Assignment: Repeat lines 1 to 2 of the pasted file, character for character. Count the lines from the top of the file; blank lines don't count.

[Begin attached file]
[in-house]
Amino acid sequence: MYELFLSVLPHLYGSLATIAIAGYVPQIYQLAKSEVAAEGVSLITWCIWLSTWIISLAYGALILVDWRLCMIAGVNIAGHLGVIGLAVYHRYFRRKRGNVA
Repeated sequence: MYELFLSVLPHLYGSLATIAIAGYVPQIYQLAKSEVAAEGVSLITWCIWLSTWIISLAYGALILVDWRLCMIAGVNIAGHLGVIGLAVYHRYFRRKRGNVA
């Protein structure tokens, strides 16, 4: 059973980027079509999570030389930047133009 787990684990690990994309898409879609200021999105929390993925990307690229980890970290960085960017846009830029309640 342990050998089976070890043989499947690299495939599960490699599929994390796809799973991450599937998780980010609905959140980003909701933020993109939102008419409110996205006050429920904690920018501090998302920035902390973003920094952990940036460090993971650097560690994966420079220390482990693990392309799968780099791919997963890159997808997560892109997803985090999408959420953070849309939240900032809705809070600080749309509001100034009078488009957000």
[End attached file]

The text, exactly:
[in-house]
Amino acid sequence: MYELFLSVLPHLYGSLATIAIAGYVPQIYQLAKSEVAAEGVSLITWCIWLSTWIISLAYGALILVDWRLCMIAGVNIAGHLGVIGLAVYHRYFRRKRGNVA